"You are no Daisy"
The use of daisy in conversation was not something that Doc Holliday made up. It was a fairly common in the late 1870s. If you look through old newspapers from the time period, there are plenty of references to people being daisies because they were doing something wonderful for their town.
Despite his formidable reputation as a deadly gunslinger, Doc Holliday only engaged in eight shootouts during his life, and it has only been verified that he killed two men. Still, the smartly dressed ex-dentist from Atlanta had a remarkably fearless attitude toward death and danger, perhaps because he was slowly dying from tuberculosis.
In 1879, Holliday came to New Mexico and settled in Las Vegas where he opened a saloon with a partner. Holliday spent his evenings gambling in the saloon and he seemed determined to stress his health condition by heavy drinking. Holliday also enjoyed the company of the dance hall girls that the partners hired to entertain the customers.
On July 19, 1879, a former army scout named Mike Gordon tried to persuade one of Holliday’s saloon girls to quit her job and run away with him. When she refused, Gordon became infuriated. He went out to the street and began to fire bullets randomly into the saloon. He didn’t have a chance to do much damage–after the second shot, Holliday calmly stepped out of the saloon and dropped Gordon with a single bullet. Gordon died the next day.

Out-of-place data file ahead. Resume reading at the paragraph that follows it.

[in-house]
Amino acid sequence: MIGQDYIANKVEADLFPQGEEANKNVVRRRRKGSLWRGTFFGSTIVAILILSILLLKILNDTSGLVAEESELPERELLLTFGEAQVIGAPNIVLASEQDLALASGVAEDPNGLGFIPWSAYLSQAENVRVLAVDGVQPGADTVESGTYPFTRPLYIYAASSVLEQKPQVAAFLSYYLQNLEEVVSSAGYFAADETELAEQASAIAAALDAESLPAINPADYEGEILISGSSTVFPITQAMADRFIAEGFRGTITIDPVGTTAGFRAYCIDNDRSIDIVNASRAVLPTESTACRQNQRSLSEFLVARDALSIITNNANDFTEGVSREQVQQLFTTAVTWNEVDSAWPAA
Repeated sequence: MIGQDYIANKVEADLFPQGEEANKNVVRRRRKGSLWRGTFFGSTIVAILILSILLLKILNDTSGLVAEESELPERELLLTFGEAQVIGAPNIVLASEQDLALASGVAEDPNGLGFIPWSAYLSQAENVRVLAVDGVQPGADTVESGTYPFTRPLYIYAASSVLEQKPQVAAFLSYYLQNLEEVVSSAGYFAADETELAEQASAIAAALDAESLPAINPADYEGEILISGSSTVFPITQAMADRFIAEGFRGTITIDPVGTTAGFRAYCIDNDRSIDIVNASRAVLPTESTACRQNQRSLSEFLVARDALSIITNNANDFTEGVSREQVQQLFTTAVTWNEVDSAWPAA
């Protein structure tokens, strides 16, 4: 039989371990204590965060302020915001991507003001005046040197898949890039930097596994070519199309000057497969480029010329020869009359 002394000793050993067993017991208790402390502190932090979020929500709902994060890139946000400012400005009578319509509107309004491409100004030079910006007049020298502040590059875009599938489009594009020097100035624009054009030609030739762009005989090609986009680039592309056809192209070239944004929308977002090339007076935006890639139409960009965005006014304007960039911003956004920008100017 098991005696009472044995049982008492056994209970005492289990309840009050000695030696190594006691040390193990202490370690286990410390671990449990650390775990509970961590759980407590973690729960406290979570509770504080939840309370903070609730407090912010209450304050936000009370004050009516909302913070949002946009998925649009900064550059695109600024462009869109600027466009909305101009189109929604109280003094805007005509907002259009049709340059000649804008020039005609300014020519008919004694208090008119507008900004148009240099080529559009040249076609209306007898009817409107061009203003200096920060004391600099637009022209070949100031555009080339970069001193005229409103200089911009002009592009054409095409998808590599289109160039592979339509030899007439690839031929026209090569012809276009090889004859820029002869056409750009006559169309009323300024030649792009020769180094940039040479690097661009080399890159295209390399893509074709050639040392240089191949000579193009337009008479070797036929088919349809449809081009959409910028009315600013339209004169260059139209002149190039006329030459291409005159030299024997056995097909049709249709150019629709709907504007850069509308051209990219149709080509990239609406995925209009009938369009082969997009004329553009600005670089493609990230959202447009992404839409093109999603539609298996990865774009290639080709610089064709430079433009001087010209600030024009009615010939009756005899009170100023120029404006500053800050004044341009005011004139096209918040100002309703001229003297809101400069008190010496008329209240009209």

The following year, Doc Holliday abandoned the New Mexico saloon and joined his old friend Wyatt Earp in Tombstone. There he would kill his second victim during the Gunfight at the O.K. Corral in October 1881.
His hard drinking and tuberculosis eventually caught up with him, and he retired to a Colorado health resort where he died in 1887. Struck by the irony of such a peaceful end to a violent life, just like in the movie, his last words reportedly were “This is funny.”